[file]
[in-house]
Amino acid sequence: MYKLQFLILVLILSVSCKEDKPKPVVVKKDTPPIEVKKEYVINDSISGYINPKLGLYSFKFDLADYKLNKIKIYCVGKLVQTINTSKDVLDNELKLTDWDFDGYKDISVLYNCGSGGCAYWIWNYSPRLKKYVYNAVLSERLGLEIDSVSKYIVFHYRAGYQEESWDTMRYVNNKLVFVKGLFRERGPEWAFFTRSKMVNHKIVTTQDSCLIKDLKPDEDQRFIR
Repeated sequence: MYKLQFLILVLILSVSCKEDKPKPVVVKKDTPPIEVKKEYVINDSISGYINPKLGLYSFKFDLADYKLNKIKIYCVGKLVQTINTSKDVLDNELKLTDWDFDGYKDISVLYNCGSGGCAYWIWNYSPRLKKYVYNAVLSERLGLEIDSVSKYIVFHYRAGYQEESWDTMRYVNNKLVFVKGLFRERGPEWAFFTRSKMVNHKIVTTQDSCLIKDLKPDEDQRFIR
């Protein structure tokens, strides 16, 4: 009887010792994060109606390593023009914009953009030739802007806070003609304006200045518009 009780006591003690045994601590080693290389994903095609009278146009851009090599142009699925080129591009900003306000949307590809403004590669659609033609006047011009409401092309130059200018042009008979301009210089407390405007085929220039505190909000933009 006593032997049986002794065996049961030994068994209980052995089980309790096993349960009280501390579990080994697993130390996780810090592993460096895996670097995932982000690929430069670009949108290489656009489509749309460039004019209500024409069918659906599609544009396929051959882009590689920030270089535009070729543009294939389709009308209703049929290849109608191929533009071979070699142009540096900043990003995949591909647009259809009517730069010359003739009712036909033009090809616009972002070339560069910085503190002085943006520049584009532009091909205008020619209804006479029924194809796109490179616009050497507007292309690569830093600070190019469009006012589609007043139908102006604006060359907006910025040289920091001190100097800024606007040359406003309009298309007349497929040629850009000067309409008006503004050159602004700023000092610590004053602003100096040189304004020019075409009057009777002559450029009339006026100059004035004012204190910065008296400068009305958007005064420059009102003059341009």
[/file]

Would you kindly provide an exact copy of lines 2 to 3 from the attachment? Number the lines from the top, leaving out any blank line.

Amino acid sequence: MYKLQFLILVLILSVSCKEDKPKPVVVKKDTPPIEVKKEYVINDSISGYINPKLGLYSFKFDLADYKLNKIKIYCVGKLVQTINTSKDVLDNELKLTDWDFDGYKDISVLYNCGSGGCAYWIWNYSPRLKKYVYNAVLSERLGLEIDSVSKYIVFHYRAGYQEESWDTMRYVNNKLVFVKGLFRERGPEWAFFTRSKMVNHKIVTTQDSCLIKDLKPDEDQRFIR
Repeated sequence: MYKLQFLILVLILSVSCKEDKPKPVVVKKDTPPIEVKKEYVINDSISGYINPKLGLYSFKFDLADYKLNKIKIYCVGKLVQTINTSKDVLDNELKLTDWDFDGYKDISVLYNCGSGGCAYWIWNYSPRLKKYVYNAVLSERLGLEIDSVSKYIVFHYRAGYQEESWDTMRYVNNKLVFVKGLFRERGPEWAFFTRSKMVNHKIVTTQDSCLIKDLKPDEDQRFIR